How can one not be intrigued by a place that was populated by more than 70,000 convicts, has a town called Nowhere Else, and is home to a night-marauding carnivore named after the devil? The tagline for Tourism Tasmania is “a curious island at the edge of the world.” From what was once a penal colony on one of the world’s most beautiful islands, a fascinating, somewhat quirky, destination has evolved, now with half a million people living in a place the size of Switzerland.
Rowing The World is hepped about Tasmania because that’s where our very first Australian rowing trip, Touring & Rowing Tasmania, will be in 2019, AND we have other Australian trips coming up as well. Stay tuned.
Tasmania is known for its vast, rugged wilderness areas, encompassing six national parks rich in alpine terrain, lakes, mountains and rainforest. It is also rich in history and culture. On the Tasman Peninsula, the 19th-century Port Arthur penal settlement—now an open-air museum—creates immersed and empathetic visitors by providing them with a prisoner’s identity as they explore. In Hobart, the port capital, the Museum of Old and New Art—MONA—has a contemporary edge in an underground setting accessible by ferry or road.
The Devil is in the Details
A few favourite details—or highlights—on our Tasmania trip will include the Huon River, considered one of the best places to row in Australia; the Wooden Boat Centre at Franklin; and Lake Barrington, an international rowing centre in the heart of the island; and plenty of time to meet local rowers through their clubs, all of which hold great interest for rowing and rowers.
Beyond that, we’ll also visit Heritage Highway, built by convicts in the early 1800s; the hills of the Tamar Valley, the island’s premier wine producing area; and a walk around Dove Lake, with a chance—albeit slim—to spot your own Tasmanian Devil.
The real Tasmanian Devil is a nocturnal marsupial and is hard to spot.
The Devil You Know
We here at Rowing The World love wildlife, as well as a laugh. The Tasmanian Devil is so-called because it is Tasmania’s top carnivore, known to emit fierce snarls, high-pitched screams, foul odors and violent sneezes. Lovely. While many may not know exactly where Tasmania is, they’ve heard of the Tasmanian Devil, the real one, made famous by an animated character in the Bugs Bunny cartoons of the 60s and that is the rendition we prefer to share. Check out Looney Tunes animated Tasmanian Devil, Claude, depicted in this short cartoon with Bugs Bunny in Bedevilled Rabbit.
- Looney Tunes: Taz’s Top 10 Tantrums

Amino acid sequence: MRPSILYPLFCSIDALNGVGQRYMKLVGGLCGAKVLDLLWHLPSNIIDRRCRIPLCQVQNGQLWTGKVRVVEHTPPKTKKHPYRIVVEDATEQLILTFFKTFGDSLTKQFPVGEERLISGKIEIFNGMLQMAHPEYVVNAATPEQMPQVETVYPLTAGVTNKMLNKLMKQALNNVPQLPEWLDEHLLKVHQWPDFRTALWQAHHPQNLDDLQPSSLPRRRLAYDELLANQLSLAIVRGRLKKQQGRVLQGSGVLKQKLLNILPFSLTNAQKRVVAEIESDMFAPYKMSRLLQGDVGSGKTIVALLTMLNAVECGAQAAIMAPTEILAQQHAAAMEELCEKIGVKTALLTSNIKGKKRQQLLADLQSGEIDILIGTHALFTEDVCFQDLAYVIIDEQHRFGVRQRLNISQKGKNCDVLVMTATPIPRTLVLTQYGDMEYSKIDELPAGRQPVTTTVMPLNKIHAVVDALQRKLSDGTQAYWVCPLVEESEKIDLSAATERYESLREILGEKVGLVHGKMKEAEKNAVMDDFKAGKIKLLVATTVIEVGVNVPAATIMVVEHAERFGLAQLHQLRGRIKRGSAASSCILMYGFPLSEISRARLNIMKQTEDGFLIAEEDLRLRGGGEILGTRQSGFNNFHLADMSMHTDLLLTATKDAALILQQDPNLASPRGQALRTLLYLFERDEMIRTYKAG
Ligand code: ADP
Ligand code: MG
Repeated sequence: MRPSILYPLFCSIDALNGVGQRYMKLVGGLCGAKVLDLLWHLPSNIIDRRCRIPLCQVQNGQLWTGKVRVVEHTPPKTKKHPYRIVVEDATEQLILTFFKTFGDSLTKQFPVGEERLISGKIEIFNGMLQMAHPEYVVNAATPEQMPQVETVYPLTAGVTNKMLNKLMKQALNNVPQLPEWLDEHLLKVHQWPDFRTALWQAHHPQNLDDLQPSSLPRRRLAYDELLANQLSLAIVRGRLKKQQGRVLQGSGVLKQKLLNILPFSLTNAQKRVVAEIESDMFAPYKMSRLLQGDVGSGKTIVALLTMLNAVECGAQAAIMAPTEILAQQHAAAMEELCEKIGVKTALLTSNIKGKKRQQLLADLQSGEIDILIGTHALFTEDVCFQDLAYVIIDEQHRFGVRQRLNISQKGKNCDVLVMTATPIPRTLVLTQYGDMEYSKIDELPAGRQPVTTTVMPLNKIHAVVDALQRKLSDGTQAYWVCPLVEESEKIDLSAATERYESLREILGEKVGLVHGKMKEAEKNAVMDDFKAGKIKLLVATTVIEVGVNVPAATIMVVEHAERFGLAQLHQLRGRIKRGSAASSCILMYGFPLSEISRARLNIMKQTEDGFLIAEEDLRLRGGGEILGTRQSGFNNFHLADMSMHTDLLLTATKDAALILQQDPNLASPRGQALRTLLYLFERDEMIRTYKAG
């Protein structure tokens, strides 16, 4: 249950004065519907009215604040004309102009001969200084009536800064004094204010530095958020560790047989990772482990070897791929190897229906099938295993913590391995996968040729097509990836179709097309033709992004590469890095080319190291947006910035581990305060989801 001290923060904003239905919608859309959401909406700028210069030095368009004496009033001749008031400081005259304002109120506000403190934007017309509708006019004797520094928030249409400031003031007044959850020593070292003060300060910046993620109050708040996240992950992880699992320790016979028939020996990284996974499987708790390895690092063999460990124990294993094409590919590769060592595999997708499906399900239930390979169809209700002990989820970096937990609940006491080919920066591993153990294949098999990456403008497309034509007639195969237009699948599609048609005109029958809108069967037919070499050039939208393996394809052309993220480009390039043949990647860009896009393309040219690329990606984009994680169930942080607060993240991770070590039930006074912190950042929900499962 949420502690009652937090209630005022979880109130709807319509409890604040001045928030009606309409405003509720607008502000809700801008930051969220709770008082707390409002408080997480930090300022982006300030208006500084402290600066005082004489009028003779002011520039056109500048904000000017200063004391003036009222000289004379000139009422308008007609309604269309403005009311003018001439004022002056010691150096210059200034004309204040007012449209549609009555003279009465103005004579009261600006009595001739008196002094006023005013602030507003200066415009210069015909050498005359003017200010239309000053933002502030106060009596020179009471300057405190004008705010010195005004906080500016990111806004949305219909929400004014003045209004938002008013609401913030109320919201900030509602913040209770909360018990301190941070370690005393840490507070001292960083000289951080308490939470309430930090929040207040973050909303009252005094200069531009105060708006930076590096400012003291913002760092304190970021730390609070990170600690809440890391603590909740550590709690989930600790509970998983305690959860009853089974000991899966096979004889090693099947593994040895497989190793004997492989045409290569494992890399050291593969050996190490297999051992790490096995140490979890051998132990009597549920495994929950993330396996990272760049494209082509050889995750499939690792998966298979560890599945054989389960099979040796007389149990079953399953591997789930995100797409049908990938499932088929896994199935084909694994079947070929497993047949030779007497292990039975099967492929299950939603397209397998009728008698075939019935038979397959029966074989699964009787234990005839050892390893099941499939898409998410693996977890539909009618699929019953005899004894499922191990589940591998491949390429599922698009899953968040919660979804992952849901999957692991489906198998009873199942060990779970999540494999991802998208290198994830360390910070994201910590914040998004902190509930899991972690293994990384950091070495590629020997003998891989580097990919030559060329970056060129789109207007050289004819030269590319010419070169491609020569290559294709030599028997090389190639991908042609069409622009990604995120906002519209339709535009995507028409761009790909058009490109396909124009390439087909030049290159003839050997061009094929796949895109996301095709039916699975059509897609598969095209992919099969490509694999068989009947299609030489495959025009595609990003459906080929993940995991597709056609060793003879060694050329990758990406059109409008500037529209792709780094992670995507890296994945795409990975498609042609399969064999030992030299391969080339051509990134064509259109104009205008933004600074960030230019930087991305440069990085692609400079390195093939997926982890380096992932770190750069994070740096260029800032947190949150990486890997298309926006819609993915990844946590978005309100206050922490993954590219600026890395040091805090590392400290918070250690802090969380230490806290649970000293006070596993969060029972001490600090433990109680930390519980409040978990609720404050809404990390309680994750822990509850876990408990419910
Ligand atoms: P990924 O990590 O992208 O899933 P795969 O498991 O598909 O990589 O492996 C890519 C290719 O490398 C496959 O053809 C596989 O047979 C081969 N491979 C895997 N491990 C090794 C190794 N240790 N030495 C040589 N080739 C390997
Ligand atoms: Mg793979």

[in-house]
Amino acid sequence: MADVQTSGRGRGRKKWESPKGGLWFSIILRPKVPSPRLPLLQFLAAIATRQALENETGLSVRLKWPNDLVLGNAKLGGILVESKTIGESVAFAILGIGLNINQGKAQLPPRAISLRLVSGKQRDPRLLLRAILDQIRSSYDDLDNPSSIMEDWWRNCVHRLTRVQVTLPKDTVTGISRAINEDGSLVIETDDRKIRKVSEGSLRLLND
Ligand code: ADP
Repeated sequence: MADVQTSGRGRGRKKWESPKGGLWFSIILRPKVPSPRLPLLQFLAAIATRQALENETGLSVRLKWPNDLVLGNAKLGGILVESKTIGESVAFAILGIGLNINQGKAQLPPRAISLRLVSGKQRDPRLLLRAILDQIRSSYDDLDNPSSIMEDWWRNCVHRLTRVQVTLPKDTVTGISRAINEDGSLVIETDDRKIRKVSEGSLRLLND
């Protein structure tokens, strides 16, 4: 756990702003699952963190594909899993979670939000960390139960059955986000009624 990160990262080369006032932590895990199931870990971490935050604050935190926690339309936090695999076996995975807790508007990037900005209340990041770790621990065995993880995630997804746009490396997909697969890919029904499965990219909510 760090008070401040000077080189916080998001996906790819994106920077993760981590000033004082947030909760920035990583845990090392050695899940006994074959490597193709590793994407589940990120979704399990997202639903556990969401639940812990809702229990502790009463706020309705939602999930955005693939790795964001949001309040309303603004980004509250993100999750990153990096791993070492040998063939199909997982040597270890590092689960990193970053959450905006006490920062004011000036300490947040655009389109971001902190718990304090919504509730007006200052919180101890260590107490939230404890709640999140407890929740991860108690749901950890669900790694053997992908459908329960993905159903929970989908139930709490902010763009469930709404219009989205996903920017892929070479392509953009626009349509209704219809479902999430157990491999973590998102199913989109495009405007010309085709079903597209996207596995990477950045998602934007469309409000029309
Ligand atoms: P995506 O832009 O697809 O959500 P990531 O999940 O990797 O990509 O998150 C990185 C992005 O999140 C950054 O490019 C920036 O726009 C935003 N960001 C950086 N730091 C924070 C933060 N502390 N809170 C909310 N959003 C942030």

- Spurling made a life member of Rowing Tasmania
- Australian Ken Lyons Roars: Novice Oars at 77
What Goes with Wallaby?
To the north of this isolated island, the aforementioned Tamar Valley Wine Route takes in more than 30 vineyards. Tasmanian pinots are considered among the best in the world. Pinot noirs, pinot grigios and sparkling wine tempt the taste buds from vineyards whose names are as wonderful as their wines: Stargazer, Goaty Hill, Sailor Seeks Horse, Shiny Wines, Bay of Fires Wines and Bream Creek – the Tasmanian Winery Company of 2018.
And yes, the food! Tasmania is surrounded by ocean, so fresh oysters, seafood and scallops—in scallop pie!—will come as no surprise. But, lamb and ethical pork is very popular and Tasmania is known for pure milk, making for smooth blue cheeses, bries and camemberts. Harvesting wallaby, the ‘veal of kangaroo,’ is unique to Tassie, therefore the freshest fare is found here. It’s mild, delicate flavour, rich dark colour and tender texture has made it a staple on many high-end menus. According to one source, a light-bodied, silky pinot noir or dry rosé pairs well with delicate flavour of lean wallaby steak.
One can sample food in restaurants or hotels as well as some of the popular local farmers’ markets. Salamanca Market on Saturday in Hobart is considered one of the top sights of Tasmania. Regulars and travellers alike stop in here to sample sourdough doughnuts, wasabi cheese, locally roasted coffee and other treats.
Tasmania promises stunning rows, friendly Taswegians (yep, that’s what residents call themselves!), and, great food and wine. We know the wealth of quirky wonders means anyone planning a trip to Tassie can have a devil-may-care attitude. We’d love if you joined us this year or next.